It seems to me that the whole brass-framed guns, the so-called "Confederate" guns, are, for the most part, an Italian invention. It's my opinion that they saw the Griswold and Gunnison as a copy of the Colt Navy and ran with the idea that anything brass framed was Confederate. There were plenty of steel and iron framed Confederate revolvers - and plenty of them were Colts. Sam was making revolvers well before the war started.
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Old July 11, 2012, 06:16 PM   #9
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Quote:
Wait. You people are saying Rem never made brass guns? I had heard that Rem made brass guns and they were more much common than non-brass to the extent that non-brass Rem 58s were held in high value.

Have I been taught wrong since I was little, or am I missing something?
You were taught wrong. There were no brass Remingtons or Remington clones. Zero, zilch, nada, none.


Quote:
It seems to me that the whole brass-framed guns, the so-called "Confederate" guns, are, for the most part, an Italian invention. It's my opinion that they saw the Griswold and Gunnison as a copy of the Colt Navy and ran with the idea that anything brass framed was Confederate.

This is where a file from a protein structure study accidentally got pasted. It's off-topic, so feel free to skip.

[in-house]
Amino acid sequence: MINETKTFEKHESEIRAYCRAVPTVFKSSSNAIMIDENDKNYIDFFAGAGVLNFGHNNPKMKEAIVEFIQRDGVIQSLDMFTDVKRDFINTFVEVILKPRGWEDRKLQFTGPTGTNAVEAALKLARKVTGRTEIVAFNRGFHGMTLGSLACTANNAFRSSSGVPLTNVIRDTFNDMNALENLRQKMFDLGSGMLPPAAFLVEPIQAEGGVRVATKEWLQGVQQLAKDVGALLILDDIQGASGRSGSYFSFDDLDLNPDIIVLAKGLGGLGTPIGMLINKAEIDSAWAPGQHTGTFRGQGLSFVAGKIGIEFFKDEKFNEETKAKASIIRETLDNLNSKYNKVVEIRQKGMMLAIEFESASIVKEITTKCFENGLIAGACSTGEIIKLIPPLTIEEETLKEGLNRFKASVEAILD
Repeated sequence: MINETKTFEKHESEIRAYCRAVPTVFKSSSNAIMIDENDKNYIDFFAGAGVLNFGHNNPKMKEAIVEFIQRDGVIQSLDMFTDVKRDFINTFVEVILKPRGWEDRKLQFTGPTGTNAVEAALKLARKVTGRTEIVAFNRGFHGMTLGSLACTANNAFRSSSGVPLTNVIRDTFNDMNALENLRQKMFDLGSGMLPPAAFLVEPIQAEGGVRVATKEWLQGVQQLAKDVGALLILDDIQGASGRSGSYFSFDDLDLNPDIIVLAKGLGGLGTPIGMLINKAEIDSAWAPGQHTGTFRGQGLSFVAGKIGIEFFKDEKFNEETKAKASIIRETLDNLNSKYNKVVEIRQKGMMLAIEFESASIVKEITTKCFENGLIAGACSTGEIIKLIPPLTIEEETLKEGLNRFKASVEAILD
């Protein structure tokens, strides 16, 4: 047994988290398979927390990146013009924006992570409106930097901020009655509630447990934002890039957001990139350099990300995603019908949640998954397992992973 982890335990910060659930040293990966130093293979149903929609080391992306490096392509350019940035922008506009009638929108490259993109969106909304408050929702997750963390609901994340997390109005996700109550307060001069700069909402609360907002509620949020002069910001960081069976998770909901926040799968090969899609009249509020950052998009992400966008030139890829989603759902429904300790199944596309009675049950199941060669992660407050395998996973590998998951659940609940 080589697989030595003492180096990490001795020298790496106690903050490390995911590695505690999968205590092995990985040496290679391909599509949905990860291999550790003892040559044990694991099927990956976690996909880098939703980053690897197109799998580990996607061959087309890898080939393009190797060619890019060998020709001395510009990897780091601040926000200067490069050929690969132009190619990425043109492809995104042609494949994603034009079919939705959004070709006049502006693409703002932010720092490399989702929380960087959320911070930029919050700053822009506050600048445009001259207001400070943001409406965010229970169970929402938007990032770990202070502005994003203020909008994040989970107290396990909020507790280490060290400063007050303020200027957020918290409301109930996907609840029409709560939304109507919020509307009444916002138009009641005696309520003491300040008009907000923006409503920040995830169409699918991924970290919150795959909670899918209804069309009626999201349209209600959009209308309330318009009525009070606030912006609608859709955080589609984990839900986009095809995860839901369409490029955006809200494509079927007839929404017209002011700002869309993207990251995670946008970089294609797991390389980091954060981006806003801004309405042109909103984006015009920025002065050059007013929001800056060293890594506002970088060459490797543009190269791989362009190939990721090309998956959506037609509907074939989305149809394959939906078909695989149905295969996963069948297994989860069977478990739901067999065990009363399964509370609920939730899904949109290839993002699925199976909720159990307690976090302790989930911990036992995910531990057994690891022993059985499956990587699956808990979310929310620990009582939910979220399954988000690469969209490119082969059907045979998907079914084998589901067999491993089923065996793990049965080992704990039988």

There were a few companies in the South that made brass framed .36 caliber revolvers but quantities were usually very few. No brass frames were made in .44 caliber. The Italians, especially Pietta count on nobody knowing or caring enough about history. Uberti started out with brass framed guns but are more history conscious now. Some of the guns Pietta makes that actually existed like Police models are historically incorrect using the wrong size frames and number of chambers. The Colt 51 Navy was never offered in the Army caliber of .44

Last edited by Hawg; July 11, 2012 at 06:23 PM.
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Old July 18, 2012, 09:50 PM   #10
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Quote:
Hawg Haggen wrote:
You were taught wrong. There were no brass Remingtons or Remington clones. Zero, zilch, nada, none.

No, "you were taught wrong" on how to use proper specifics as to Remington revolver model when you make such a wide sweeping incorrect statement as that.

Your above quote is not an accurate statement as you wrote it, since you did not specify an "1858" Remington. So either your information is incorrect or you were lacking in not giving specifics in that particular statement of yours as to which percussion model Remington. At any rate, that particular above sentence as you wrote it is totally incorrect.

Remington did in fact manufacture their percussion .31 caliber spur trigger pocket revolver nicknamed "Baby Remington" with a brass frame as well as a steel frame. That makes a brass frame Remington a historical fact.



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Last edited by Bill Akins; July 19, 2012 at 12:08 AM.
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Old July 18, 2012, 10:00 PM   #11
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Quote:
Hawg haggen wrote: